Back-to-Basics: Non-Brand Keywords

The majority of search referrals to the Google Store come from brand related searches -- searches that include brand references like “google store”, “android t-shirt”, or “youtube jacket”. But, as I dug into the data, I was surprised to find that gets many non-brand related search referrals as well.

Take a look at the non-brand searches that send traffic to your own site -- I think you’ll find the data interesting. By isolating non-brand keywords, you take brand recognition out of the equation and focus on the products that people look for -- and click over to find on your site.

Here’s a quick way to see your non-brand keyword traffic. Under Traffic Sources, go to the Keywords report. Then, in the Filter Keyword box at the bottom of the table, select Excluding, and type in your brand name.

If you have multiple brands, type them all in separated by the | sign. Here’s how this looks for


You’ll notice that I also excluded the word “content”. This is because the report includes “content targeting” and I don’t want to include content targeting referrals.

Click Go to see the filtered keywords. If there’s anything else you’ve missed, just add it to your exclude list and click Go again. Here are the results for the Google Store.

That’s all there is to it. Try it on your own data and leave us a comment letting us know what you find!

Back To Basics: Part 3 - The Power of Exclusion

In Part 2, we saw that a store owner gained an unexpected lift in search traffic to his website after running a promotion on a referring site. The questions we left until this week to answer are these: How many extra searches resulted from the promotion? And, what keywords did people search on?

To answer these questions, we need to compare what usually happens versus what actually happened after the promotion. A good way to do this is to use the Compare to Past feature on the date range selector. If we compare the previous week with the promotion week, we can see how much of a lift there was after the promotion.

Notice that we use the exact same days, Monday through Sunday, so that the days of the week line up. Here is the resulting graph. The green line is the search traffic leading up to the promotion (what he would ordinarily expect without a promotion); the blue line is the search traffic during and after the promotion.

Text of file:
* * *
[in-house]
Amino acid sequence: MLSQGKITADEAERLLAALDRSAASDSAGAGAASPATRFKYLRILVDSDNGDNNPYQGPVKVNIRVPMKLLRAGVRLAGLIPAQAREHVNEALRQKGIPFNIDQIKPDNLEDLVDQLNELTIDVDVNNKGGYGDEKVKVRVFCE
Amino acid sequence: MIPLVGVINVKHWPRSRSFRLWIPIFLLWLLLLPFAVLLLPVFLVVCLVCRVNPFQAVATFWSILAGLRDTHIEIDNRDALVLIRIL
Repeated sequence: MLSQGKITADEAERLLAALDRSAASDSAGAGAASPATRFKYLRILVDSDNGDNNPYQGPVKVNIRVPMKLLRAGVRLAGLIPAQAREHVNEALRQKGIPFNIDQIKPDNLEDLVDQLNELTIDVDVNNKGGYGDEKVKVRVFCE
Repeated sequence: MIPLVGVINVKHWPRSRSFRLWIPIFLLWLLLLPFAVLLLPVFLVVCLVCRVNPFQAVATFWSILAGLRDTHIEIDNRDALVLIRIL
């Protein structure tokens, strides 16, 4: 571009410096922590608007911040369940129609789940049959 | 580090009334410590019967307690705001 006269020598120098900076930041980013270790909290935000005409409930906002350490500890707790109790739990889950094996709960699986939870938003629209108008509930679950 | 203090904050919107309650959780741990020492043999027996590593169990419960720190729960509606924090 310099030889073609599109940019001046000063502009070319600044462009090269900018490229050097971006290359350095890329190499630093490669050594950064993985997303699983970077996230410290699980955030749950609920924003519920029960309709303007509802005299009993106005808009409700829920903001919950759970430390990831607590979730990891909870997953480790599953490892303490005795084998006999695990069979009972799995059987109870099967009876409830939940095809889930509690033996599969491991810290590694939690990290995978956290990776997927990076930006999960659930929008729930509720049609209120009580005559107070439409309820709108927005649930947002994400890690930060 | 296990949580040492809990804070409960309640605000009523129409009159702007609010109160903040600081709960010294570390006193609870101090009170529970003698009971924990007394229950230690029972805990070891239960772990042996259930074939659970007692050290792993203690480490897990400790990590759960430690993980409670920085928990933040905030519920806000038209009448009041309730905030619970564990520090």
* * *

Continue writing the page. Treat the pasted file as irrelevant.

From the report below, you can see the specific increase for each keyword.

The promotion resulted in a 209.68% increase in searches on the first keyword and an increase of 1,242.86% in searches on the second keyword. That’s good to know. It looks like one day promotions are the way to go for this business.

This is good example of how to use Compare to Past. You might also want to check out this tip on how to line up your date ranges when using Compare to Past.

Back To Basics: The Power of Exclusion (Part 2)

Last week, we saw how a website owner removed traffic from his latest promotion to study the effects of that promotion on his data. The blue line represents all visits over a 2-week period. The spike in the middle is due to a 50%-off referral-based promotion.

The yellow line is where it gets interesting. This line represents all traffic except traffic from the promotional site. Since the yellow line excludes the promotional referrals, why does it show a spike in traffic?

To find out, the store owner de-selected the All Visits segment so that only the Exclude Promo Site segment was active.

Then, he looked at each of the reports in the Traffic Sources section -- the Direct Traffic report , Referring Sites report, and Search Engines report-- to find out where the non-promo traffic spike was coming from. Here’s the graph he saw when he looked at the Search Engines report.